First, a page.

Many shooters end up in court and have their guns seized because police do not properly understand and enforce firearm laws, according to a prominent lawyer.
“While the police sometimes can act in good faith, I think they can be a little bit misguided in regards to their interpretation of what’s what under the Act,” Sydney-based lawyer Stephen Mainstone says.
He made the comment on the latest episode of the Australian Hunting Podcast, which this time focuses on firearm law and its impact on gun owners.
In the podcast, Mainstone and host Jason Selmes discuss several cases involving shooters and dealers, and cover issues such as apprehended violence orders, transportation of firearms, safe storage and how to deal with police.
Mainstone has 30 years experience in the police, as a prosecutor and as a criminal defence lawyer. He has been defending shooters for about a decade.
“Sometimes they get it wrong,” he says of the police.
Much of Australia’s firearms ‘law’ is not in the legislation but only exists as guidelines, and this creates additional traps that shooters can fall into.
“If it’s the police who you’re dealing with when you’re out with your firearm, their interpretation is going to be what their commissioner says,” Mainstone explains.
He gives one example in which a man had his car stolen, and the vehicle included a firearm which had been secured to what could be considered reasonable standards, yet the owner was subsequently charged with not keeping the firearm safe.
In that case, the eventual outcome was good for the gun owner, but not before it’d been to court twice.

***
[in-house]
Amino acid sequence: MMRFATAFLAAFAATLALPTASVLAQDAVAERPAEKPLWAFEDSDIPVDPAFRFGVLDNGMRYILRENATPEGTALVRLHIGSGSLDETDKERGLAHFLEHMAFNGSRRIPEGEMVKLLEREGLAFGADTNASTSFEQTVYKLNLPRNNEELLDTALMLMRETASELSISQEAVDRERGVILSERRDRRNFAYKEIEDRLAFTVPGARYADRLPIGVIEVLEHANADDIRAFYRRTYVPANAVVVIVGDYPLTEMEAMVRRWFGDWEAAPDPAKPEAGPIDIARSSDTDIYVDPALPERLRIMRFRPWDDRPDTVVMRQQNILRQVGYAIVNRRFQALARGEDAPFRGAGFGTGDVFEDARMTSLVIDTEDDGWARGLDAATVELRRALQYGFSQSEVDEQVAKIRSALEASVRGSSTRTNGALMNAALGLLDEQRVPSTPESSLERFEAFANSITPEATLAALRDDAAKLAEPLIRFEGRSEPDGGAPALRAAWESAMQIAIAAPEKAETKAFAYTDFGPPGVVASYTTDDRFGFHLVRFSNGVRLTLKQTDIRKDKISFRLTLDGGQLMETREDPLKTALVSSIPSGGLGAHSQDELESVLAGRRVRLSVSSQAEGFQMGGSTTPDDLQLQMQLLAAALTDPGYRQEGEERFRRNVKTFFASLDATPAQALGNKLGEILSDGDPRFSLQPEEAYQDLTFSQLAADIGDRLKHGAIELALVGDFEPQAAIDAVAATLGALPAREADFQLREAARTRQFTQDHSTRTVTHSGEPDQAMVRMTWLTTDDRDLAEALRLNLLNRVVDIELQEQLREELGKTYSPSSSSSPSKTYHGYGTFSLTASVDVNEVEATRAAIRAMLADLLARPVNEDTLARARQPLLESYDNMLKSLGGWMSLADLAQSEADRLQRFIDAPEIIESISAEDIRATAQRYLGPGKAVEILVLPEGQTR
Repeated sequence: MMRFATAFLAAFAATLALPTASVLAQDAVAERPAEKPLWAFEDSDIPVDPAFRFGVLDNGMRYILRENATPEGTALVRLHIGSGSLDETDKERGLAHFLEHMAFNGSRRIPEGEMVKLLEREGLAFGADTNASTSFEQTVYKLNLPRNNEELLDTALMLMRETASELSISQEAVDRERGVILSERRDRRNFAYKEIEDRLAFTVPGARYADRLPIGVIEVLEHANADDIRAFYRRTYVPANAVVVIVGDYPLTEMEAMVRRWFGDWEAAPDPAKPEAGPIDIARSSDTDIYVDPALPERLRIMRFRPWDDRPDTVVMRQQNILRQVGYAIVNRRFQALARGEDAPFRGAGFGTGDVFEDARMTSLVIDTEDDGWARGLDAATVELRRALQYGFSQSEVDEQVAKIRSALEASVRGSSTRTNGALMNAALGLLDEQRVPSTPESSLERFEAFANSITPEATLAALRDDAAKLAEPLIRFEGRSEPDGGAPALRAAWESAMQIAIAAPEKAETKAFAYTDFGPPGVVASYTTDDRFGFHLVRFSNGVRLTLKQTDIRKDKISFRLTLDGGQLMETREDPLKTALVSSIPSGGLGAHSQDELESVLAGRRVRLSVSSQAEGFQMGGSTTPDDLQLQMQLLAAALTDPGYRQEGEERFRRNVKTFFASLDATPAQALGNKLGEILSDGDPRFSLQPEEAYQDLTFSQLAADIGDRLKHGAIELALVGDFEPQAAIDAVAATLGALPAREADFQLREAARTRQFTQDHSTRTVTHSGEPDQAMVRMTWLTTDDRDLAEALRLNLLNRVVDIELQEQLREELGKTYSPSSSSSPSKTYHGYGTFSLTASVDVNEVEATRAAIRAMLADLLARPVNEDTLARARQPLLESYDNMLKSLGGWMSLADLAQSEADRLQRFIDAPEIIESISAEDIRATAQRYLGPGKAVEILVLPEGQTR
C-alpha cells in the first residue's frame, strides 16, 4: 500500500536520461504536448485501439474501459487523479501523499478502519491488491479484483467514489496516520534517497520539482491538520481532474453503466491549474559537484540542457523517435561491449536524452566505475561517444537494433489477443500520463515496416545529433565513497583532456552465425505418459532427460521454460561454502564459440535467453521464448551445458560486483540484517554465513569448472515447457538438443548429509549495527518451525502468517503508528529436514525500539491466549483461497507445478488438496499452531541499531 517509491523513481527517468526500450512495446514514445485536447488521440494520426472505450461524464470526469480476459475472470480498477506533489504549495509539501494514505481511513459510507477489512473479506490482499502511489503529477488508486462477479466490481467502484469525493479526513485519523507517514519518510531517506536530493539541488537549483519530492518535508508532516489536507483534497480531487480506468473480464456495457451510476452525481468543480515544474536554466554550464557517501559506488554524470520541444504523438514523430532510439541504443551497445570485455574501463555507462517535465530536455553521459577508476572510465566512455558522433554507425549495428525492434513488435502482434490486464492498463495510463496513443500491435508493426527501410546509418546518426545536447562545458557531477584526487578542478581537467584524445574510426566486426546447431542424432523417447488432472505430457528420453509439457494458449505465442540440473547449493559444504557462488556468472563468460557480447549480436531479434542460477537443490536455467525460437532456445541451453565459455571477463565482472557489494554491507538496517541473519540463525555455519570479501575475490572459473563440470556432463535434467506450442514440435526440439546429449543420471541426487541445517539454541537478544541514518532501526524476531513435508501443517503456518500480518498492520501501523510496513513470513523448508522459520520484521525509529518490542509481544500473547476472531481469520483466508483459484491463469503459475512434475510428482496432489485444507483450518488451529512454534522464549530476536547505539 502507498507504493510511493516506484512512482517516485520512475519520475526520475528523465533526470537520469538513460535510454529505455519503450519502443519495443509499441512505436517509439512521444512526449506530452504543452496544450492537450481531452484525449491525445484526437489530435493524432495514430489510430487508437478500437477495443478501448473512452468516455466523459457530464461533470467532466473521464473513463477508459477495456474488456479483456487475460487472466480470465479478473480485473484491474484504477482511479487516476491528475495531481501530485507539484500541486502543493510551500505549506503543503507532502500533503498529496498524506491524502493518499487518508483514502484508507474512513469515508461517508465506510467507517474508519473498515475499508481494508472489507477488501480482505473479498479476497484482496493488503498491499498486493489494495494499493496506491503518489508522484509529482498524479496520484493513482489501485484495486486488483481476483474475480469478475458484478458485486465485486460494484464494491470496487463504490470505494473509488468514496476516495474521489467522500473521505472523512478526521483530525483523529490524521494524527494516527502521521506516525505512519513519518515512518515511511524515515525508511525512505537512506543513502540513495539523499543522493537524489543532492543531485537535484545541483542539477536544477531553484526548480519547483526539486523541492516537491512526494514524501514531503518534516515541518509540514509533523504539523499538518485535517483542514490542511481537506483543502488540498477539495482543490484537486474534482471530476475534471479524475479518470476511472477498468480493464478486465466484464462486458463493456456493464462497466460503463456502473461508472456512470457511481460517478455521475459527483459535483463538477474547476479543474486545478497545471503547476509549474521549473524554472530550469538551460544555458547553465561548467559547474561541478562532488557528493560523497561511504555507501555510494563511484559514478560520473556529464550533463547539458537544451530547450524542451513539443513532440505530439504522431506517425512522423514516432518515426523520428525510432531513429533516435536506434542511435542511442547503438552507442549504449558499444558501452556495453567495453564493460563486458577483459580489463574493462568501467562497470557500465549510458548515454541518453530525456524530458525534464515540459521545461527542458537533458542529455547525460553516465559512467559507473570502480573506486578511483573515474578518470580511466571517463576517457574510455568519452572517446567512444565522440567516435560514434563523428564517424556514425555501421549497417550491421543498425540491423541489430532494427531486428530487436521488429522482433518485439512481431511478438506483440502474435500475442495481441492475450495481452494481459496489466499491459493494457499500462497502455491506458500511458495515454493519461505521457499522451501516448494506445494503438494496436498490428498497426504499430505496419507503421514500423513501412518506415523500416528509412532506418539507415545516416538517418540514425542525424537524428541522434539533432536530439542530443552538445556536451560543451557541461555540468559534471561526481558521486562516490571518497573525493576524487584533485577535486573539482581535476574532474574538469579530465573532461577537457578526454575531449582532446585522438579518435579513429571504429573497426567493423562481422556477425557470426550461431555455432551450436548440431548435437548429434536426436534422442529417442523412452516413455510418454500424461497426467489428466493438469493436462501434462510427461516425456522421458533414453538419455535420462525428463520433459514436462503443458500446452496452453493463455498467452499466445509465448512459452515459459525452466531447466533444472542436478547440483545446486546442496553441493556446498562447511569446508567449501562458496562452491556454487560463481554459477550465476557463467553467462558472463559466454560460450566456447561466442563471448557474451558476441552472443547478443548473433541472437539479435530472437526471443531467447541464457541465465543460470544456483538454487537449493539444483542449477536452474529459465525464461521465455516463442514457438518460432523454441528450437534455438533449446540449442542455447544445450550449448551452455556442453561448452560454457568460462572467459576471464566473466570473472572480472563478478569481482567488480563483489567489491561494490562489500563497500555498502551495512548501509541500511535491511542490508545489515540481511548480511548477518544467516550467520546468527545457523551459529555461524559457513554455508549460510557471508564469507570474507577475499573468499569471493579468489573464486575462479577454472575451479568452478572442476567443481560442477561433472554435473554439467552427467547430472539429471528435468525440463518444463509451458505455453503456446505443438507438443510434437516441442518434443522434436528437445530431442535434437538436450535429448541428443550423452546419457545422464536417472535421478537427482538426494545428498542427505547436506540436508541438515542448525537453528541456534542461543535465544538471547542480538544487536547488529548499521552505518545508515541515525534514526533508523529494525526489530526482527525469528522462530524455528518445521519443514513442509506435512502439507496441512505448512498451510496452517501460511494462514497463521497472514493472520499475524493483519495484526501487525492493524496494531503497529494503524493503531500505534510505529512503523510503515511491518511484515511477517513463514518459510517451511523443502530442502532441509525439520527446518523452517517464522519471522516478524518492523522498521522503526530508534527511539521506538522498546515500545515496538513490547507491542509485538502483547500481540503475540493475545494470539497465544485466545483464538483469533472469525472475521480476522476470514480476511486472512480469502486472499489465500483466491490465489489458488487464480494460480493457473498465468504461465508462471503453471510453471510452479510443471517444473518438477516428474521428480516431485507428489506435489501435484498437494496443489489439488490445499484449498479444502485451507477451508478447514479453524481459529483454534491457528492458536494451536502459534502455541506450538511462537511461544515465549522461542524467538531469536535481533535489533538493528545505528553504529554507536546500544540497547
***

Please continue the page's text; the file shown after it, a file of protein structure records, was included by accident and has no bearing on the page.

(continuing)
The podcast discusses other cases that Selmes describes as “mind boggling”, including one man charged with firearm offences after his seven-year-old son was seen with a plastic toy pistol, and a case that went to court based on the guesswork of a police officer.
Mainstone exposes how some people get trapped into acquiescing to having an AVO enforced against them, in good faith, not realising it means the automatic revocation of the firearm licence for 10 years. However, he also explains how it is now possible in some cases to have the revocation quashed.
The lack of understanding many shooters have of the potential consequences of talking with the police is one reason Mainstone says it’s a good idea to have a lawyer present when interviewed by police.
He says you generally do not have to answer any questions, and that a good lawyer will ensure you have “more control over the interview”.
Mainstone also talks about the situations in which you can record an interaction with police, even if it’s merely a safe storage inspection.
The podcast is relevant to shooters in all states and territories of Australia.
“You’d be surprised how similar the legislation is across Australia,” Mainstone says.
Listen to the interview on the Australian Hunting Podcast website.